2. The School System
You might be wondering, okay, I’ve already done my school, what’s the big deal? Why should I care? But the thing is that if you consider the life in Finland for your kids, if you have small kids, or if you’re planning to have kids at some time, the Finnish education system kicks ass. First of all, the Finnish education system is praised worldwide, but it’s also free. So no money is required. Of course, there are always some expenses, but fortunately, we don’t have any tuition fees. And you know, education is the foundation of the future, so that’s definitely something to keep in mind.
Several aspects are always considered great in the Finnish education system, such as no standardized tests, no tuition fees, teachers’ high prestige and value, all students considered equal, and many teachers can choose their own teaching methods themselves. And there’s a bunch of more, of course, but these are just a few things that make the Finnish education system kick-ass.
3. The Awesome Living Standards
Finland is, generally speaking, a very functional society. Public services are running well, we don’t really have poor people, we don’t really have any diseases, crime people, robbers roaming in the streets. Pretty much the only thing you have to worry about is if that drunk guy on the bus will start talking to you.
Also, we have decent salaries. The income gaps are not that big here because of the progressive and kind of heavy taxation. In addition, the average life expectancy is 82 years here in Finland, according to OE, what’s the OECD. We also got the Happiest Country in the World title back in 2018, 2019, and 2020.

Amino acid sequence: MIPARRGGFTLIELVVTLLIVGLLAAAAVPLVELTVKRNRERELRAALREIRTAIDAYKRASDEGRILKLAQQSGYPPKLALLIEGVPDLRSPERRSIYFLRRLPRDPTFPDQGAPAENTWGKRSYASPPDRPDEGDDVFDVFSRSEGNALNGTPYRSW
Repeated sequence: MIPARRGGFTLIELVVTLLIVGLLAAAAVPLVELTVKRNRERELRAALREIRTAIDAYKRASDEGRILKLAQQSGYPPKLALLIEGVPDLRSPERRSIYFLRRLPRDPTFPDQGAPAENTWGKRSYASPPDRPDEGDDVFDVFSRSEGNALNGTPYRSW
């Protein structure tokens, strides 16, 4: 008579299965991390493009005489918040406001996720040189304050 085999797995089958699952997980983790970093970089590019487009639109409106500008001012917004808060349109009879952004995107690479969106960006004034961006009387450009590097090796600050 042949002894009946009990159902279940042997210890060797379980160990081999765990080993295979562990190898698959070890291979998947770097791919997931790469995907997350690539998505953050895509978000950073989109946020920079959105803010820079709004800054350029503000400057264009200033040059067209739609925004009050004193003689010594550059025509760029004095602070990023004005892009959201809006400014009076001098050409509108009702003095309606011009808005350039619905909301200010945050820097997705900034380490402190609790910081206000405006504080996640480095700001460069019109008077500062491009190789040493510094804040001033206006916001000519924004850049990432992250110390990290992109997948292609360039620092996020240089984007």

4. The Awesome Living Standards
In Finland, everyone can be whoever they want and pretty much also do whatever they want, as well because Finland is a very individualistic society. We usually think of our career, passions, hobbies, and stuff before we think about the people around us. So if you want to go to study, you are free to do so.No one’s preventing you, and there are many opportunities because we don’t have, for example, tuition fees. Or, if you want to start your business, it’s straightforward. You go to the internet, and within 15 minutes, you have your own business running if you want to do that. Or, if you have a specific career path you want to go, then go for it.
This is really nice because we don’t really have any external influences that try to steer our choices. Of course, we have like parents and grandparents who might say “Oh, you should become a doctor.”, but not really nowadays anymore because it’s more about what you want to do and pursue in your life.